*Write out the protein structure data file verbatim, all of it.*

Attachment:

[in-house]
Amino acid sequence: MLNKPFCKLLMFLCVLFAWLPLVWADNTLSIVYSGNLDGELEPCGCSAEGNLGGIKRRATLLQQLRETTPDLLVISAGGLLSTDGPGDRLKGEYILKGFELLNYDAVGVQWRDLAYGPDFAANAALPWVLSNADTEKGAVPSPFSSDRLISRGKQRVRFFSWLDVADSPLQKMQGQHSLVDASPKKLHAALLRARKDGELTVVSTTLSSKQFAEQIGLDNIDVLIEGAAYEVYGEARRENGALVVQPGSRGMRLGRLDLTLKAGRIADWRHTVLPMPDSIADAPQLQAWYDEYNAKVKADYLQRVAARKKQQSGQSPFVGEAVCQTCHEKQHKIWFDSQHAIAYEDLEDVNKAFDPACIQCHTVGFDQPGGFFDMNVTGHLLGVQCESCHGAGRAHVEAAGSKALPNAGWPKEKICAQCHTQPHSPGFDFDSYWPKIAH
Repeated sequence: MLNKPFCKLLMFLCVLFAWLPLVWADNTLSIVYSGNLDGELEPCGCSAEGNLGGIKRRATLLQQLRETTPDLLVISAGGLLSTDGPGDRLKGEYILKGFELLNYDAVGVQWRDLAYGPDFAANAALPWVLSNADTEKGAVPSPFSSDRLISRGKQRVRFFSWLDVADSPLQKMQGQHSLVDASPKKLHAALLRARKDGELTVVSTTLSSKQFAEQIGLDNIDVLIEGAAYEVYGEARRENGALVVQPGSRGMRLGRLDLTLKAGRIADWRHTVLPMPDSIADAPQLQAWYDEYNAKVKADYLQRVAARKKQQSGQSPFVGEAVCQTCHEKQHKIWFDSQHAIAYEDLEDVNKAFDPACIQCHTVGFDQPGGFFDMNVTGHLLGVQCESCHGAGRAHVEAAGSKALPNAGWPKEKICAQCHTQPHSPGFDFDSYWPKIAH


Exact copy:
[in-house]
Amino acid sequence: MLNKPFCKLLMFLCVLFAWLPLVWADNTLSIVYSGNLDGELEPCGCSAEGNLGGIKRRATLLQQLRETTPDLLVISAGGLLSTDGPGDRLKGEYILKGFELLNYDAVGVQWRDLAYGPDFAANAALPWVLSNADTEKGAVPSPFSSDRLISRGKQRVRFFSWLDVADSPLQKMQGQHSLVDASPKKLHAALLRARKDGELTVVSTTLSSKQFAEQIGLDNIDVLIEGAAYEVYGEARRENGALVVQPGSRGMRLGRLDLTLKAGRIADWRHTVLPMPDSIADAPQLQAWYDEYNAKVKADYLQRVAARKKQQSGQSPFVGEAVCQTCHEKQHKIWFDSQHAIAYEDLEDVNKAFDPACIQCHTVGFDQPGGFFDMNVTGHLLGVQCESCHGAGRAHVEAAGSKALPNAGWPKEKICAQCHTQPHSPGFDFDSYWPKIAH
Repeated sequence: MLNKPFCKLLMFLCVLFAWLPLVWADNTLSIVYSGNLDGELEPCGCSAEGNLGGIKRRATLLQQLRETTPDLLVISAGGLLSTDGPGDRLKGEYILKGFELLNYDAVGVQWRDLAYGPDFAANAALPWVLSNADTEKGAVPSPFSSDRLISRGKQRVRFFSWLDVADSPLQKMQGQHSLVDASPKKLHAALLRARKDGELTVVSTTLSSKQFAEQIGLDNIDVLIEGAAYEVYGEARRENGALVVQPGSRGMRLGRLDLTLKAGRIADWRHTVLPMPDSIADAPQLQAWYDEYNAKVKADYLQRVAARKKQQSGQSPFVGEAVCQTCHEKQHKIWFDSQHAIAYEDLEDVNKAFDPACIQCHTVGFDQPGGFFDMNVTGHLLGVQCESCHGAGRAHVEAAGSKALPNAGWPKEKICAQCHTQPHSPGFDFDSYWPKIAH